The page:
Myanmar Train Adventure: Yangon to Bagan
After three days in Yangon, we are ready to embark on our first Myanmar train experience. Our destination is a city in Northern Myanmar that has been at the top of our must-visit list for a long time: the temple-city of Bagan.
Buying our tickets
Our friend Justin, who is joining us on our first week in Myanmar, found out that the tickets to the Yangon-Bagan train are actually sold at a different location than where the train actually leaves. It appears to be in walking distance from our hotel, so within 20 minutes we’ve navigated the chaotic streets of Yangon to find the advance booking office. Can this possibly be the right place? There is no one here. There are empty cues as if to prepare for hundreds of people, but here we are on a Monday afternoon and there isn’t a soul in sight. I wonder what the story behind this booking office is. Was it ever a bustling hub for domestic train travel? Or was it built with the false hope that one day it might be? The railings between each line are at least 25 years old, and do not look like they have received one minute of maintenance or care since. I’ve never taken my mother’s advice of not sitting on railings more serious than I am now.
It also doesn’t help that all the signs are in Burmese script. We approach one of the few windows that is staffed with a person, and after a brief conversation, we are pointed to a different set of windows over to the side where tickets to Bagan are sold. We decide to go with the sleeper/upper class train tickets, which are $40 USD each. There is a $30 option for what they call “Ordinary Class” but it involves a wooden bench for 19 straight hours. No thank you. We also notice that our tickets are numbered #1, #2, and #3. A good sign that we might be the only ones in the upper class car.
We’ve heard the restaurant car, when it’s even in service, is not the tastiest of options, and decided to prepare for the possibility of not eating until the next morning. To do so, we’ve headed to one of Myanmar’s tea shops that we keep hearing everyone talking about. We decide on one called Lucky Seven, a short cab-ride away from our hotel.
At first, I don’t think we’re in the right place. There are no tourists here. Usually with places that are talked about in guide books and the internet as must-see places, the tourists flock. The place is packed, and we find a seat in the very middle of the outdoor cafe (we do have a roof and mist-spraying fan though). There are already three plates of finger food on our table and we are told, well more like gestured-to, that we simply pay for whatever we eat. We are also given a book with a bunch more options that we can order. Each table has it’s own waiter, and there are almost more waiters than customers.
The food and the tea are the best thing we’ve ate in months. Each item on the menu is less about 50 cents, and within no time we have stacks of plates and cups all over our table. None of the dishes get cleared because the only way to know how much we’ve ate is to count our plates and glasses at the end. My favorite item are the Samosas(they spell it Samoosas on the menu), an eggroll-type, deep-fried triangle of flaky crust stuffed with fresh vegetables. In an hour, I’ve had six of them.
We would love to sit here all day, but our train leaves at 4pm, and we reluctantly agree to order one more round of food and head for the train station. Our bill comes to a grand total of $9 USD. Not bad for a two-hour, late-afternoon lunch pig out.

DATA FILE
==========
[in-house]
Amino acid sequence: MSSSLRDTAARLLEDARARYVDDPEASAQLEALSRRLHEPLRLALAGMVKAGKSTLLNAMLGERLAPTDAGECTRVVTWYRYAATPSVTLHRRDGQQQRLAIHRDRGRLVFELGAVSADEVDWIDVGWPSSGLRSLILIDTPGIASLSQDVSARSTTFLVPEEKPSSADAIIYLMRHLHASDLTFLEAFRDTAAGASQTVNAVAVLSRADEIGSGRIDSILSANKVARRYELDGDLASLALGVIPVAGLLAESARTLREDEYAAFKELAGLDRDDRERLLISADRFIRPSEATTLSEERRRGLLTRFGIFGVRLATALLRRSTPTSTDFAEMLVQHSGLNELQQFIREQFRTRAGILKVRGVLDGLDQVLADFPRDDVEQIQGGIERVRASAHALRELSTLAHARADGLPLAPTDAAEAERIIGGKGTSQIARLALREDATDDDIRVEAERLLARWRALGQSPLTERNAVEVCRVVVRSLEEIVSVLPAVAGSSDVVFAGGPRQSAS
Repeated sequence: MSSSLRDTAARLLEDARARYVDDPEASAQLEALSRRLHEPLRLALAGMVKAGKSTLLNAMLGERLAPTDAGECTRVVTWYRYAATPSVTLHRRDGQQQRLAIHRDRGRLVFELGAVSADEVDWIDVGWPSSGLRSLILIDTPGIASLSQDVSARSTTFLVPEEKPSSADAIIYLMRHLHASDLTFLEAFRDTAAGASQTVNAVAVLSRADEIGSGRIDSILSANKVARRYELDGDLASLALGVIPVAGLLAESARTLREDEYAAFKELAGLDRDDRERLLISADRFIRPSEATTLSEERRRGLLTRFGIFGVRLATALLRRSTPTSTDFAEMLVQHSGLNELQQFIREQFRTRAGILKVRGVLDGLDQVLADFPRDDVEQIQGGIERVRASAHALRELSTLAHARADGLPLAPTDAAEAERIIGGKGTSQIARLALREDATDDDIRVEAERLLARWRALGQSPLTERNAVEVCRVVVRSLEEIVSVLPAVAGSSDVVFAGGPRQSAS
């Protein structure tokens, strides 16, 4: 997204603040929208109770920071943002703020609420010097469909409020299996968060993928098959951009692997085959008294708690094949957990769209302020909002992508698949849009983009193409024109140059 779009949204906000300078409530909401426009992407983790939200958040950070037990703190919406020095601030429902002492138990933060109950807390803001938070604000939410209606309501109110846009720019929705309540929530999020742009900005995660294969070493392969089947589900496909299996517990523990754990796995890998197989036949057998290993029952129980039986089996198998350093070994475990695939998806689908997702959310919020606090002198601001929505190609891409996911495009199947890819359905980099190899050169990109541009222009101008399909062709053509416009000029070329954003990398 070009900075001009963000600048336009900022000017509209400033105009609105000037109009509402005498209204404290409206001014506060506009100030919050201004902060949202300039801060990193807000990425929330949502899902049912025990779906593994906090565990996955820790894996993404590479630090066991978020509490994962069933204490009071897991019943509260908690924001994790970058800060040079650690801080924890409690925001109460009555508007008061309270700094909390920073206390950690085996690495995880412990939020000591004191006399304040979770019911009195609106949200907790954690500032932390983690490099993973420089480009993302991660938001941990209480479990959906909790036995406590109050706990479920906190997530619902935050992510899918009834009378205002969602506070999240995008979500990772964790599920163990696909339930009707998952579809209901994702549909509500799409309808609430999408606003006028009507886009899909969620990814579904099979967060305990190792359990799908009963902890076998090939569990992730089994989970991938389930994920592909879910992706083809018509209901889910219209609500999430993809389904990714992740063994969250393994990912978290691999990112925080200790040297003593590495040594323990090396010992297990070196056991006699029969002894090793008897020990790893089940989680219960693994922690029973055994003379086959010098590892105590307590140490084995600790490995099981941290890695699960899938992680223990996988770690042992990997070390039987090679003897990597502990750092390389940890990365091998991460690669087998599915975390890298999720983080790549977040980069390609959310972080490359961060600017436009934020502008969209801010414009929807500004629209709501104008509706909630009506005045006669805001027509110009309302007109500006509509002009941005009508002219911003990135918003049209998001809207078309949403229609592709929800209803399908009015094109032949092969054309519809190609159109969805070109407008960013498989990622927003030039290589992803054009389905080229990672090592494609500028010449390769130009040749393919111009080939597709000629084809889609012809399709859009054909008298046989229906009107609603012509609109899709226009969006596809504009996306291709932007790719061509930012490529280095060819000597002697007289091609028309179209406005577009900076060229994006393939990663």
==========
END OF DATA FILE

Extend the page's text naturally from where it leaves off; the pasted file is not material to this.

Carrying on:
Waiting to depart
We’ve stocked up on some extra water before getting on the train, and our decision on whether or not to by some extra food is being answered for us by the many food vendors (mostly children) walking up and down the side of the train. We have about 15 minutes before departure, and a small crowd has gathered around our cabins window since we are the only foreigners on the train. Still not sure if that is a good or bad thing. For now we’re enjoying being the weird ones.
We buy apples, grapes, sunflower seeds, refilled water bottles for washing, and even two beers. The children just won’t leave our window though. We are enjoying their company, but they are asking us to buy more, and once we stop buying, they begin asking us for gifts. One boy asks Alissa for her earrings. Instead of giving him the ones she’s wearing, Alissa digs into her bag and finds some old ones that she hasn’t worn and hands them over to the over-joyed recipient.
Once we have nothing more to buy, and nothing left to give, I decide to keep them busy with a few magic tricks. I amaze them a few times, until one smart-ass kid decides to ruin it by telling all the younger kids my secret. They also don’t know much English, in fact they only know the words Hello, Goodbye, How Much, and numbers in English. Every time we look away to begin doing something else, they all begin just yelling, “hello… hello… hello…”, until you finally acknowledge their presence. The experience is both enjoyable and heartbreaking. As our train pulls away from the station, I notice a boy, no older than 13(the one in the white shirt above), lighting up his cigarette.
Besides the engine, our train has one sleeper-class car, one restaurant car, and 7-8 ordinary-class cars. The three of us have one compartment all to ourselves that features two lower bunks, two upper bunks, and plenty of space to store luggage. The lower bunks double as benches during daylight hours, and we are actually quite relieved when seeing the condition of the car. The mattresses are not very thick, but after seeing the wooden benches that the ordinary class passengers have, we have no complaints. We are told the journey will take between 14 and 19 hours, and that we should prepare for a bumpy ride for 10 of the hours. Shit.